Here are the top 10 techniques new bloggers can use to find readers. These are tips specifically for new bloggers, those people who have next-to-no audience at the moment and want to get the ball rolling.

It helps if you work on this list from top to bottom as each technique builds on the previous step to help you create momentum. Eventually once you establish enough momentum you gain what is called "traction", which is a large enough audience base (about 500 readers a day is good) that you no longer have to work too hard on finding new readers. Instead your current loyal readers do the work for you through word of mouth.

Top 10 Tips

10. Write at least five major "pillar" articles. A pillar article is a tutorial style article aimed to teach your audience something. Generally they are longer than 500 words and have lots of very practical tips or advice. This article you are currently reading could be considered a pillar article since it is very practical and a good "how-to" lesson. This style of article has long term appeal, stays current (it isn't news or time dependent) and offers real value and insight. The more pillars you have on your blog the better.

9. Write one new blog post per day minimum. Not every post has to be a pillar, but you should work on getting those five pillars done at the same time as you keep your blog fresh with a daily news or short article style post. The important thing here is to demonstrate to first time visitors that your blog is updated all the time so they feel that if they come back tomorrow they will likely find something new. This causes them to bookmark your site or subscribe to your blog feed.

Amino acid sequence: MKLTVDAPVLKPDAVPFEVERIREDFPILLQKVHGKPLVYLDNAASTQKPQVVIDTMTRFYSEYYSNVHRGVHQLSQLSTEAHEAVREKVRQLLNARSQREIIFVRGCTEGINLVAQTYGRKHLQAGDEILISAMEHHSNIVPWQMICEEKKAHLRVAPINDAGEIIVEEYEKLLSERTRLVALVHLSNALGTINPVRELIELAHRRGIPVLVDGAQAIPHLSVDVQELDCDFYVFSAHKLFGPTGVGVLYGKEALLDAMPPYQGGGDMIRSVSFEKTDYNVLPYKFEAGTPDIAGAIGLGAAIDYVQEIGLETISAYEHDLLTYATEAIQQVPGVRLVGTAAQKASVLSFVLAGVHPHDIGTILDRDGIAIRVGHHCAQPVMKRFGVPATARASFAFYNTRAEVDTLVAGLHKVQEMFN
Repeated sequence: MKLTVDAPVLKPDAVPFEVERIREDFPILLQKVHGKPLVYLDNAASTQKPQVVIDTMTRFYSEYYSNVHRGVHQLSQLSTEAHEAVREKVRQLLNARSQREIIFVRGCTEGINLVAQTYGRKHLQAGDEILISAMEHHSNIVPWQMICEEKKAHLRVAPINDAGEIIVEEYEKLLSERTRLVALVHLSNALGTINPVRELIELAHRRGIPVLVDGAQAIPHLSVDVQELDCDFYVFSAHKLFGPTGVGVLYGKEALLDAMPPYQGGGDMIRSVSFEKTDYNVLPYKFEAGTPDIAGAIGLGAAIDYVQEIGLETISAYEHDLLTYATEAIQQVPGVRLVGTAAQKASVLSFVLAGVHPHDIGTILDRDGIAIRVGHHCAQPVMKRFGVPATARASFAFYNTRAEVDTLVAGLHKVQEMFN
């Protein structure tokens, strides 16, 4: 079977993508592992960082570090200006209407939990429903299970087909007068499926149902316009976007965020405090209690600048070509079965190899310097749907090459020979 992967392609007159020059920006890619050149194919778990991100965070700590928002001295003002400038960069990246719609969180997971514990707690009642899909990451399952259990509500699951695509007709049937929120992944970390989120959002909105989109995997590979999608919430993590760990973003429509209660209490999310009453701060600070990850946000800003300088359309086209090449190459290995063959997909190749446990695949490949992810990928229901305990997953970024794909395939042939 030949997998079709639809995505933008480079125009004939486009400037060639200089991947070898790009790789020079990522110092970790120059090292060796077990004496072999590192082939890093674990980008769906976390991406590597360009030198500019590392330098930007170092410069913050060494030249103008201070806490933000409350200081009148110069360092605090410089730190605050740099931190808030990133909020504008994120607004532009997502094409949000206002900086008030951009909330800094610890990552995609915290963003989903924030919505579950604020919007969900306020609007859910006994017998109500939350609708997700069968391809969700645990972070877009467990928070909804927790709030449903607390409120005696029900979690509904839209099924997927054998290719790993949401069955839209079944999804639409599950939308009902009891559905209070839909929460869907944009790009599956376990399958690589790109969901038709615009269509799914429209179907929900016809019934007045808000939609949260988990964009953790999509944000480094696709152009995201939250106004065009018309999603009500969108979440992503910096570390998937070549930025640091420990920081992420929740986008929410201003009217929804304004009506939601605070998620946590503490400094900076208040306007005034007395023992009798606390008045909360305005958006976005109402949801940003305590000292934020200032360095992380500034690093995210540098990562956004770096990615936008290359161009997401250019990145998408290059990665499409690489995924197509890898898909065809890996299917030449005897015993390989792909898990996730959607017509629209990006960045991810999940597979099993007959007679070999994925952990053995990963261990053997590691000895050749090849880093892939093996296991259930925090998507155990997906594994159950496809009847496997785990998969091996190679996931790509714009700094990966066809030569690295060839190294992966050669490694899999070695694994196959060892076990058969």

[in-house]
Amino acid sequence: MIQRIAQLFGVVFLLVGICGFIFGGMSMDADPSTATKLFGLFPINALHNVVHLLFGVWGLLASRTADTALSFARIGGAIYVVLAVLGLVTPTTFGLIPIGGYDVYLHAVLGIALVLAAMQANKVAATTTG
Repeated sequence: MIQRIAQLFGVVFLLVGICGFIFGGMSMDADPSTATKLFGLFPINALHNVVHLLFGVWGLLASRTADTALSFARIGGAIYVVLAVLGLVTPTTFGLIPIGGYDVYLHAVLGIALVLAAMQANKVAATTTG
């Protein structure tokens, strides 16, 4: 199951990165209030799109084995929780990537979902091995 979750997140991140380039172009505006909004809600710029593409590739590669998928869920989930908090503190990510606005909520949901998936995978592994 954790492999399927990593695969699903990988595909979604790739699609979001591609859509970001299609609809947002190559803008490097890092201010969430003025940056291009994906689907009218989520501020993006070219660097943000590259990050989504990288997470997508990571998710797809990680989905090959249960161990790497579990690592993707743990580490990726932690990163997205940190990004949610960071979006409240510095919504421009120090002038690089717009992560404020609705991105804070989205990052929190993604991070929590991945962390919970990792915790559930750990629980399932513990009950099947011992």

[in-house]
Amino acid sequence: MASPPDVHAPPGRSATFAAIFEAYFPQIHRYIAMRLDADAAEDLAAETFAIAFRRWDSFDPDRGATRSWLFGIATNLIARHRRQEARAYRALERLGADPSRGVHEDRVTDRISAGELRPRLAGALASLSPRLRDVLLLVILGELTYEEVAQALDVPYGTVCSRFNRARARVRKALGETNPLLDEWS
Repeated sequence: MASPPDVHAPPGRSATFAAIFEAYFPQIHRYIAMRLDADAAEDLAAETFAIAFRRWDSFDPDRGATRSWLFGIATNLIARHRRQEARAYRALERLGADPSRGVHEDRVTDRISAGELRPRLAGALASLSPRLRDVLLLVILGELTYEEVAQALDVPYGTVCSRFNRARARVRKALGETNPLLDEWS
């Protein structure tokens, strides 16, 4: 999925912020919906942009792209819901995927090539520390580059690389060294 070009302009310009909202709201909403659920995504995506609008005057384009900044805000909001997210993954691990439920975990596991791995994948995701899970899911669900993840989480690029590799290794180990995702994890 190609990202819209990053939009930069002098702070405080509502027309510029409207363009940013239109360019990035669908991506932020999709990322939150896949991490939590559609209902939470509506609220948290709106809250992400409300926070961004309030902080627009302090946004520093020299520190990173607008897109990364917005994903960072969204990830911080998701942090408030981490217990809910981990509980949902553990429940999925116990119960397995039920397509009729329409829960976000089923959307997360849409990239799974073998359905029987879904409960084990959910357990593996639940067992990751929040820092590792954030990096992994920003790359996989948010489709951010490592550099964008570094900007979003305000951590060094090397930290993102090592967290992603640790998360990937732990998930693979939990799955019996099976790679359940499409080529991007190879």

You don't have to produce one post per day all the time but it is important you do when your blog is brand new. Once you get traction you still need to keep the fresh content coming but your loyal audience will be more forgiving if you slow down to a few per week instead. The first few months are critical so the more content you can produce at this time the better.

8. Use a proper domain name. If you are serious about blogging be serious about what you call your blog. In order for people to easily spread the word about your blog you need a easily rememberable domain name. People often talk about blogs they like when they are speaking to friends in the real world (that's the offline world, you remember that place right?) so you need to make it easy for them to spread the word and pass on your URL. Try and get a .com if you can and focus on small easy to remember domains rather than worry about having the correct keywords (of course if you can get great keywords and easy to remember then you’ve done a good job!).